The King in Exile

Today he walks along the shores of the Sea of Years, gathering driftwood; he is helping Radhivanee Dawndrinker build a ship. He has learned why the ships of the Zuqùndoth are grey.

But no sand clings to his feet; no salt sparkles in his hair. His trailing sleeves are stained with red clay, it is wedged up under his fingernails and darkens the soles of his sandals, because he is the exilic king of Tarag Thán and the land is a part of him.

In this way are the great families of the Tháni known; they cannot be separated from the places that gave them birth. The Emerald Emperor who now sits on the throne of the holy city is said to have appeared in the throne room, a young warrior unknown to all men, and overthrown the king before him, turned the amethyst of the royal chair to deep leafy green with a touch. He has never left there. The exulant priesthood of Láyammúra'mu cannot escape the flowers of their temples; they sprout up at their feet and lead them back home.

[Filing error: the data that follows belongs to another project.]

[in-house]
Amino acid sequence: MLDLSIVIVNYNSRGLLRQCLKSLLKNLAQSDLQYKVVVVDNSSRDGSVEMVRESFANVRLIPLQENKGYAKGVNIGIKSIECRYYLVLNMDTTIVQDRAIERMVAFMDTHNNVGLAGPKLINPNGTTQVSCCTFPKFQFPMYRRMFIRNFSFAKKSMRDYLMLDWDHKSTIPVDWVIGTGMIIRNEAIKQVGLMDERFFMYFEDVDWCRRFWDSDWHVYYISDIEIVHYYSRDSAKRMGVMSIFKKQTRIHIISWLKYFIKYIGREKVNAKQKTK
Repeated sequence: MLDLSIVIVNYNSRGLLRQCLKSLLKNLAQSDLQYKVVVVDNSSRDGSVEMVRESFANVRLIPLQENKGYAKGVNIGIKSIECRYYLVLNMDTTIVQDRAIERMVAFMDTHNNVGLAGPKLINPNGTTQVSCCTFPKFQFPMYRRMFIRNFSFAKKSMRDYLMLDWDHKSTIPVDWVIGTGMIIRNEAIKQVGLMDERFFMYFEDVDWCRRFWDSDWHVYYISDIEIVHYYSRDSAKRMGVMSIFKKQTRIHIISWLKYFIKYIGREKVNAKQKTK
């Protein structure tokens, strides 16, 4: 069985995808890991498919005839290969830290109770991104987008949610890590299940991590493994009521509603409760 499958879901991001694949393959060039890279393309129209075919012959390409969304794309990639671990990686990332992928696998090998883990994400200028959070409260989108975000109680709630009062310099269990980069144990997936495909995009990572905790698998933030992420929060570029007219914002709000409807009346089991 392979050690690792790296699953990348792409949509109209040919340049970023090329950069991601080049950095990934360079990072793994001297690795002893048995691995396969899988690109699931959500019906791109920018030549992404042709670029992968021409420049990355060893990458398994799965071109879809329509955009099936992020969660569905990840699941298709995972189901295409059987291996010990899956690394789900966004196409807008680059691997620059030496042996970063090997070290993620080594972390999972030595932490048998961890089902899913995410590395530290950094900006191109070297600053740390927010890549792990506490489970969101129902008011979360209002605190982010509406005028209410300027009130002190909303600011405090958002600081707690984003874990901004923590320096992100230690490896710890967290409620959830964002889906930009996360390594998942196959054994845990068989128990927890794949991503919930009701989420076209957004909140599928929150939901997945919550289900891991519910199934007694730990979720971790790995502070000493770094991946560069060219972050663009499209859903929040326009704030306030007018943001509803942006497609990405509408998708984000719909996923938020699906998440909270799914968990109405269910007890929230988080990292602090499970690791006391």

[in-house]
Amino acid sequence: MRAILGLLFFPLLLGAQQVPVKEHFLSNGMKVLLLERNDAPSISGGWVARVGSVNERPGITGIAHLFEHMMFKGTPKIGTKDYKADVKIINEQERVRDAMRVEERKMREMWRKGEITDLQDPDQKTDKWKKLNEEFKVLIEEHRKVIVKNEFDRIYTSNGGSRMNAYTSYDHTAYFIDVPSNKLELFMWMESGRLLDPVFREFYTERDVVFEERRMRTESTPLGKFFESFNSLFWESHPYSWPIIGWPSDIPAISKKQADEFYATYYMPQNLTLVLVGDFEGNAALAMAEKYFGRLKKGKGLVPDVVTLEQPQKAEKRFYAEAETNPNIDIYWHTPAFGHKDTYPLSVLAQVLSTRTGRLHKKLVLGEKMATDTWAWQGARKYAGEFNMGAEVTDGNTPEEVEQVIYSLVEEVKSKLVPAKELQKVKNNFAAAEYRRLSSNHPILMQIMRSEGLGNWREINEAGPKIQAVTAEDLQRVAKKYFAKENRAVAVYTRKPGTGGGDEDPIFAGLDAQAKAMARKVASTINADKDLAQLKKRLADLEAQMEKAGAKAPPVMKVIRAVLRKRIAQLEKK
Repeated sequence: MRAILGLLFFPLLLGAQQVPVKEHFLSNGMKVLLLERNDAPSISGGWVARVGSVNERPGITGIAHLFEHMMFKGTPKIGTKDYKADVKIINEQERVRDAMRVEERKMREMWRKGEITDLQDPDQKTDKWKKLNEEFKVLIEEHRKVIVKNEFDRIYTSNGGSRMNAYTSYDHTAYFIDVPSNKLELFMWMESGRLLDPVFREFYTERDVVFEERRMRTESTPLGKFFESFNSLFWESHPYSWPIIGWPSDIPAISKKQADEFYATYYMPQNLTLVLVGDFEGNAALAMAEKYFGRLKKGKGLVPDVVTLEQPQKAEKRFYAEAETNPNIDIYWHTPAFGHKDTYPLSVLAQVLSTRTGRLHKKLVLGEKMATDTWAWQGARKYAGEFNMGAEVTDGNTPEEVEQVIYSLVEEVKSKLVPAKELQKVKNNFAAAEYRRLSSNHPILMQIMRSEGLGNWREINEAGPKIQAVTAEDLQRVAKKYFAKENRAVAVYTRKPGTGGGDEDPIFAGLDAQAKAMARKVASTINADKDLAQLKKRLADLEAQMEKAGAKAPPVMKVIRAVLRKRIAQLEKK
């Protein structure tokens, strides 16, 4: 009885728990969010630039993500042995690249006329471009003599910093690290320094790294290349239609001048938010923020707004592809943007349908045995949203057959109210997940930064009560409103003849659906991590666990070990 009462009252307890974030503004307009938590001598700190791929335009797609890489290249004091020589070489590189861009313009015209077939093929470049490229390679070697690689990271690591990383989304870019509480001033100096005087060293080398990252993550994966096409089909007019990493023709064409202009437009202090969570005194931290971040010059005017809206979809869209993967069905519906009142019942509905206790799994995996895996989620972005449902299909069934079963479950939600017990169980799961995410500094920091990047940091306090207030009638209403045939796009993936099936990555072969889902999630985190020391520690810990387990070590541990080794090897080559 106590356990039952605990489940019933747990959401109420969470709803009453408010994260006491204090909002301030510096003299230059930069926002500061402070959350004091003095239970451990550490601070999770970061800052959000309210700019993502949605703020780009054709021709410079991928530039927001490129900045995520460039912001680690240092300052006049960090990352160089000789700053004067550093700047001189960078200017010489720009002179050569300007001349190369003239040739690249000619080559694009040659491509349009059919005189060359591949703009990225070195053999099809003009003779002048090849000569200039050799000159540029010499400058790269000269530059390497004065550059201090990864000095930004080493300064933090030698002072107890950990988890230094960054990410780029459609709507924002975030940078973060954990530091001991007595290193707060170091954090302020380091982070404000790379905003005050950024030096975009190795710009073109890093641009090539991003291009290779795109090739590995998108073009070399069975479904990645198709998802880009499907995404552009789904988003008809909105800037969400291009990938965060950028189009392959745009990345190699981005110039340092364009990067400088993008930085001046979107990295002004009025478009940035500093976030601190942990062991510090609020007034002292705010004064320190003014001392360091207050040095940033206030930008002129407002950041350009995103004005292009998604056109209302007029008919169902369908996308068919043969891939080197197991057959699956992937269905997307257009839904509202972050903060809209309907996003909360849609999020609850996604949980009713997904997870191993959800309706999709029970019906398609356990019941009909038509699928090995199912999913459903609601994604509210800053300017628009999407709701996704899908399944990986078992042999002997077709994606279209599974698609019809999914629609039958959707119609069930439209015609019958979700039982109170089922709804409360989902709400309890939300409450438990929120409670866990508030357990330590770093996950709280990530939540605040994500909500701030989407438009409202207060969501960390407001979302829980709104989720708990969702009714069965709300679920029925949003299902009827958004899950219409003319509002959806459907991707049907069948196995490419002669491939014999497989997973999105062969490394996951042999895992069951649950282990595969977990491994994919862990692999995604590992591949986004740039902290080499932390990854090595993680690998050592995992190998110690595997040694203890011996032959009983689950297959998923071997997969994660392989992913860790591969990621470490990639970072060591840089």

The exiled king has been building things as long as he remembers, which is a long time, though in that time he cannot remember if once he had a name. "Foreigner," shouts Radhivanee, "where is your haul? Where is the lumber? I see you have brought a pretty bundle of branches to grace our vases in this place with no flowers." Everyone calls him Foreigner now; he has the bearing of a man separated from his home. Every so often, I call out to him too, and I catch him smiling.

Smiling, because he has done what no other of his countrymen has dared: He has chosen his place in the world.


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